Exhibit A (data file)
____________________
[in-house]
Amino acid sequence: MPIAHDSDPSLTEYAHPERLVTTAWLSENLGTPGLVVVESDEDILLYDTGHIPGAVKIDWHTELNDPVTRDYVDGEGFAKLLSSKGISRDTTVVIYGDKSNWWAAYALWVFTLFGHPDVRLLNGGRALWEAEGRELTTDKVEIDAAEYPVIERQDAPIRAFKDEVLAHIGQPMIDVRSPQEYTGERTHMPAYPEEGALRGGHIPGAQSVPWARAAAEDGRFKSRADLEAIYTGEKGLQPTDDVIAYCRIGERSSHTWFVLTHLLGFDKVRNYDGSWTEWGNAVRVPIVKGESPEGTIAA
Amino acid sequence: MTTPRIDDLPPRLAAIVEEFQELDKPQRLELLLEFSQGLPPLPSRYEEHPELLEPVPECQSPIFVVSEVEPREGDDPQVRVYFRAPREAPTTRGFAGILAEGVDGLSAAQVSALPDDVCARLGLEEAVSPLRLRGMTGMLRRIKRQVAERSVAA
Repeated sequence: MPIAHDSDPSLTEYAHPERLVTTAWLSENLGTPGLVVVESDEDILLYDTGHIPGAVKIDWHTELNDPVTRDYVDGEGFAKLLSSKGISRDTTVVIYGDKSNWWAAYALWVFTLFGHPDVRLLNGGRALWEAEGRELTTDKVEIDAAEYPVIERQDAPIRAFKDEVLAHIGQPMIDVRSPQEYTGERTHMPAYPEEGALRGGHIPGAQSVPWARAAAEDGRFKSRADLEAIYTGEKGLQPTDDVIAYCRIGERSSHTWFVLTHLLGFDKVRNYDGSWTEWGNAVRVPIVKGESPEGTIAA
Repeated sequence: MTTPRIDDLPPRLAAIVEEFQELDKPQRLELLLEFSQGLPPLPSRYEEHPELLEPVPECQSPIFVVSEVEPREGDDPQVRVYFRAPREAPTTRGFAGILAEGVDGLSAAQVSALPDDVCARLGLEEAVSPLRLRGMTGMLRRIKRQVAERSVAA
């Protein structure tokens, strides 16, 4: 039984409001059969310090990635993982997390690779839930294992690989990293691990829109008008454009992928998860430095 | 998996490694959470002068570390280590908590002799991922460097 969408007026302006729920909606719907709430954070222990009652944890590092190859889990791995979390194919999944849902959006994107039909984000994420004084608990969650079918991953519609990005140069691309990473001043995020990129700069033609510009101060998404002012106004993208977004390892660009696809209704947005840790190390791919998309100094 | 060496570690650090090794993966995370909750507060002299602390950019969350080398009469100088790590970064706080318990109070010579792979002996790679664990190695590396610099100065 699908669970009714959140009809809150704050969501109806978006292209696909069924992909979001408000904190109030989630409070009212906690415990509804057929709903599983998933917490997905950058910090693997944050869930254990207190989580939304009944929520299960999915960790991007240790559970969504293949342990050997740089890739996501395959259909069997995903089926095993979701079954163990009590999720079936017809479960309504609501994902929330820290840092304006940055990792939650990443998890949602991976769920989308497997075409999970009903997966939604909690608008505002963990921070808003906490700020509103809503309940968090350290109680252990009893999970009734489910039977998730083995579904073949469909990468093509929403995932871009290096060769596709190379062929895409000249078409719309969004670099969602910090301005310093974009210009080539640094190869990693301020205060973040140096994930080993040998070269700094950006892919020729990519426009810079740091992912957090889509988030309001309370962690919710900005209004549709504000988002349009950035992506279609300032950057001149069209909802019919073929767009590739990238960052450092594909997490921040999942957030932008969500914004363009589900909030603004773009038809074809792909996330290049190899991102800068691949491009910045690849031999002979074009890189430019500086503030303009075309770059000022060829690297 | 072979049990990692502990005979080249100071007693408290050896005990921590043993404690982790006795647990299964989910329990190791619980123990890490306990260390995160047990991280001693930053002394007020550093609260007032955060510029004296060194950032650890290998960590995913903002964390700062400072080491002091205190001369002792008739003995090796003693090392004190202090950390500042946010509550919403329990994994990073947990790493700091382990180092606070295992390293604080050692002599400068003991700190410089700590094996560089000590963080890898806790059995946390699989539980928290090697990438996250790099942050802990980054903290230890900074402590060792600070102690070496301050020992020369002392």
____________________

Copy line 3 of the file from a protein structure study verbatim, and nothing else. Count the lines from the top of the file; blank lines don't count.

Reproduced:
Amino acid sequence: MTTPRIDDLPPRLAAIVEEFQELDKPQRLELLLEFSQGLPPLPSRYEEHPELLEPVPECQSPIFVVSEVEPREGDDPQVRVYFRAPREAPTTRGFAGILAEGVDGLSAAQVSALPDDVCARLGLEEAVSPLRLRGMTGMLRRIKRQVAERSVAA